Legislation to Help Renters Fleeing Interpersonal Violence Comes Into Force
As of July 1, 2017, new rights will be provided to renters who are fleeing situations of interpersonal violence and abuse.
“These amendments make it clear that no one should have to prioritize a rental agreement above their own personal safety,” Justice Minister and Attorney General Gordon Wyant said. “With these amendments, victims of interpersonal violence will be able to put their safety first when escaping dangerous domestic situations.”
Under The Victims of Interpersonal Violence Amendment Act, 2017 tenants will be allowed to end fixed-term tenancy agreements with 28 days’ notice if they or their family members are being abused by another resident or former resident.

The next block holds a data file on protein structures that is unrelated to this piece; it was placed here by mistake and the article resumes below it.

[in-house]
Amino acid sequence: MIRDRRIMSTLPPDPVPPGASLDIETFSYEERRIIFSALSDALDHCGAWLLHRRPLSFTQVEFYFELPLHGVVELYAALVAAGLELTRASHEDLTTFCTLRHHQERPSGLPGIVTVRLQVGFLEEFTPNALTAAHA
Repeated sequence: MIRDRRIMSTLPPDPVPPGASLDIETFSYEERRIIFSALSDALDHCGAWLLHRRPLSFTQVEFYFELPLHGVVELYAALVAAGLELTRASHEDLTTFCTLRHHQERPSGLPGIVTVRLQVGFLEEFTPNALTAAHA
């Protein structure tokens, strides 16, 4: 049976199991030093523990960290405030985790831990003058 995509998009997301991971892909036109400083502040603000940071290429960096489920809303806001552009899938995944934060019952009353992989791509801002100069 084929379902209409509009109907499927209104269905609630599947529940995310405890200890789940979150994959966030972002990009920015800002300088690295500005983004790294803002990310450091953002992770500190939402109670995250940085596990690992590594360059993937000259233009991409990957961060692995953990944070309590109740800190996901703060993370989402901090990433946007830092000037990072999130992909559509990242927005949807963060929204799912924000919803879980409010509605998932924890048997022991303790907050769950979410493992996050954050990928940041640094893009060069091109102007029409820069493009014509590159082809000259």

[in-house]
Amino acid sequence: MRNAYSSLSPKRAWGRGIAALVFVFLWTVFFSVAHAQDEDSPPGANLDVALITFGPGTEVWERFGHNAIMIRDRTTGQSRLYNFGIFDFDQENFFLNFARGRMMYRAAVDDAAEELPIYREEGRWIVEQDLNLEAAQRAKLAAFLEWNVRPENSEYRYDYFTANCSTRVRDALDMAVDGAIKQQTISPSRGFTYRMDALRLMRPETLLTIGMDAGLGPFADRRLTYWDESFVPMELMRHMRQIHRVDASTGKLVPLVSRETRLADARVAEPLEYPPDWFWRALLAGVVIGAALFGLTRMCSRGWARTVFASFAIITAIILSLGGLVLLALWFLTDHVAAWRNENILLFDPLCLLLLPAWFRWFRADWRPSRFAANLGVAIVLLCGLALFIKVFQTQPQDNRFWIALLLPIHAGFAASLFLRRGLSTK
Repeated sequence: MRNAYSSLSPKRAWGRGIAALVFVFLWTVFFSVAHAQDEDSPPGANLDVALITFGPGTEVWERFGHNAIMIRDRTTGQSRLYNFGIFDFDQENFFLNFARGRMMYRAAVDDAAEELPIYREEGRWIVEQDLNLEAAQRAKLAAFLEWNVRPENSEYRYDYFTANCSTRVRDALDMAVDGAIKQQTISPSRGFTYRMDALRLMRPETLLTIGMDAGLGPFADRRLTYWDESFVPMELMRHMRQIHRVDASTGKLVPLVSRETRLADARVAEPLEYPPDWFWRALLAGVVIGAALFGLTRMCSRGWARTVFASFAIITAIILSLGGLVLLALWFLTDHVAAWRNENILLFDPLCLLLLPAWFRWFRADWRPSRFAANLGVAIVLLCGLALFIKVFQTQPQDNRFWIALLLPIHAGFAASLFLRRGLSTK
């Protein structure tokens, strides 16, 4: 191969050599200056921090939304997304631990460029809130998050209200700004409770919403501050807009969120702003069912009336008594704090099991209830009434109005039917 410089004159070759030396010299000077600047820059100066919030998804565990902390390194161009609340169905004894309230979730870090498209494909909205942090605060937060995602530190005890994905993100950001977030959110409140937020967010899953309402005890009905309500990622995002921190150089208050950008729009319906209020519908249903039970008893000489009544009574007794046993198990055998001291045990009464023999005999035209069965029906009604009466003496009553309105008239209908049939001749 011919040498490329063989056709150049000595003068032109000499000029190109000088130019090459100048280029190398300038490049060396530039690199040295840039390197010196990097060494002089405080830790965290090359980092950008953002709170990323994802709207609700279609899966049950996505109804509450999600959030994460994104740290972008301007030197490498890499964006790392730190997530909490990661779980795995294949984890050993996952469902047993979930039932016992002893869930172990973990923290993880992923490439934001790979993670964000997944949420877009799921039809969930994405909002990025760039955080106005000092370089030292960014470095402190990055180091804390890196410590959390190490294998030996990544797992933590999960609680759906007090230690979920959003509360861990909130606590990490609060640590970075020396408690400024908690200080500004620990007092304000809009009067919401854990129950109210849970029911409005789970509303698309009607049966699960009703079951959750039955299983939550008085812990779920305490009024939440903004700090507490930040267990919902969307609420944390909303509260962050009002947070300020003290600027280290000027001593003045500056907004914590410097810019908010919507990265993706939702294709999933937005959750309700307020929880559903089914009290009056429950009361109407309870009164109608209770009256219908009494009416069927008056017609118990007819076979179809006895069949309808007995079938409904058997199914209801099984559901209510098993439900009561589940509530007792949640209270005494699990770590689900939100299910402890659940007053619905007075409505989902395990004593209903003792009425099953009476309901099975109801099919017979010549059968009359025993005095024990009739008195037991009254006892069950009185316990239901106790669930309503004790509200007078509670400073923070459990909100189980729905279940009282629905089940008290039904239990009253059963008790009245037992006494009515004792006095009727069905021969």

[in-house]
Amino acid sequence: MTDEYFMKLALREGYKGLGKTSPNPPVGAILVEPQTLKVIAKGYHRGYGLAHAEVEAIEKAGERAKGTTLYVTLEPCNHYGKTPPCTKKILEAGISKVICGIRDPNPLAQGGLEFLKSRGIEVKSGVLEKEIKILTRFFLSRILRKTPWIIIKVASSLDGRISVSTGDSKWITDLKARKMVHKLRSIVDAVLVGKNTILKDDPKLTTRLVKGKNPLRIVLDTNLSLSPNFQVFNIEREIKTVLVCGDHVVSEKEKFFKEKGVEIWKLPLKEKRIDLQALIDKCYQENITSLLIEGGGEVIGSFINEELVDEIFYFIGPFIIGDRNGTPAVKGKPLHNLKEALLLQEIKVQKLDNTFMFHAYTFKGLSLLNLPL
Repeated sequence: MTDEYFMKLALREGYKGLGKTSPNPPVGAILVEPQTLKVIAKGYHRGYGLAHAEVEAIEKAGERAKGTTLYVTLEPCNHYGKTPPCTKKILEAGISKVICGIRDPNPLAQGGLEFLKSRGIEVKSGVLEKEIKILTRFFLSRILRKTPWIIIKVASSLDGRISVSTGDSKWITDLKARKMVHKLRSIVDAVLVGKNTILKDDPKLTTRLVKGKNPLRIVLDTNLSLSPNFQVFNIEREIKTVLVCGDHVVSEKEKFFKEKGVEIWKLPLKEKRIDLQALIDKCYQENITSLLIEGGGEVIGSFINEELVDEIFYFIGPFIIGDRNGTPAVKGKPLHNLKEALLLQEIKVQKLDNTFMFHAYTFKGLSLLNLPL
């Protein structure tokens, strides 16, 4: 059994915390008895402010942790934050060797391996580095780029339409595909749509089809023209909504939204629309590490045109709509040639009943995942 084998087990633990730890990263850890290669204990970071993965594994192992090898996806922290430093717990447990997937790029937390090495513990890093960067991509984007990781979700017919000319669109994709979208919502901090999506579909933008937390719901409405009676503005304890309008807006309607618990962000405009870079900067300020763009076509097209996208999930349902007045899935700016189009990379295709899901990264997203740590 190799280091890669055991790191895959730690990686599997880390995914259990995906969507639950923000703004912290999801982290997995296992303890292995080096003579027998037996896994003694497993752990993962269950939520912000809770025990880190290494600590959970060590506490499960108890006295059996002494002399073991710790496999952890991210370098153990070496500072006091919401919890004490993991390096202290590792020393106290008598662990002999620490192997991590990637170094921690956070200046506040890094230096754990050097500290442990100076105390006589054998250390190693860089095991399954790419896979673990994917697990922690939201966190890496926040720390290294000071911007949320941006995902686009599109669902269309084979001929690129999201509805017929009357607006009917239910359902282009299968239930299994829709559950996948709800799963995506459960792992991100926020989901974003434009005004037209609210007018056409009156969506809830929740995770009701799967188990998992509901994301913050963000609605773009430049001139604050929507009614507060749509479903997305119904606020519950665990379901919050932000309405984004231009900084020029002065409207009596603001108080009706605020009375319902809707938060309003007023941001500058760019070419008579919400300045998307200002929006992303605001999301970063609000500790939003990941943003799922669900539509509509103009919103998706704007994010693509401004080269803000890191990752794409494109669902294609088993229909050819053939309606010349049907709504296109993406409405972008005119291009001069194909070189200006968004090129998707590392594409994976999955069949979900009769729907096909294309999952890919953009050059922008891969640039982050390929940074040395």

Tenants will require a certificate from the Ministry of Justice’s Victims Services Branch stating that they, their child, or an adult under their care has been a victim of interpersonal violence or is at risk of interpersonal violence.
The certificate will be provided to the tenant by the branch upon receipt of a statement by police, a victim services agency, or other professionals identified in the legislation, indicating that the tenant or their family members are victims or at risk of becoming victims of interpersonal violence. A certificate may also be issued in cases where a protective order is in place. Once the tenant has the certificate, they can provide notice to their landlord in person, by mail or electronically. The tenant must provide the certificate to their landlord within 90 days of its being issued.
Tenants also have the option to request that the landlord apply their security deposit to rent owing. Once notice is provided, the tenancy agreement ends for all persons living in the premises. Under this process, the tenant is not responsible for any penalties for early termination contained in the rental agreement.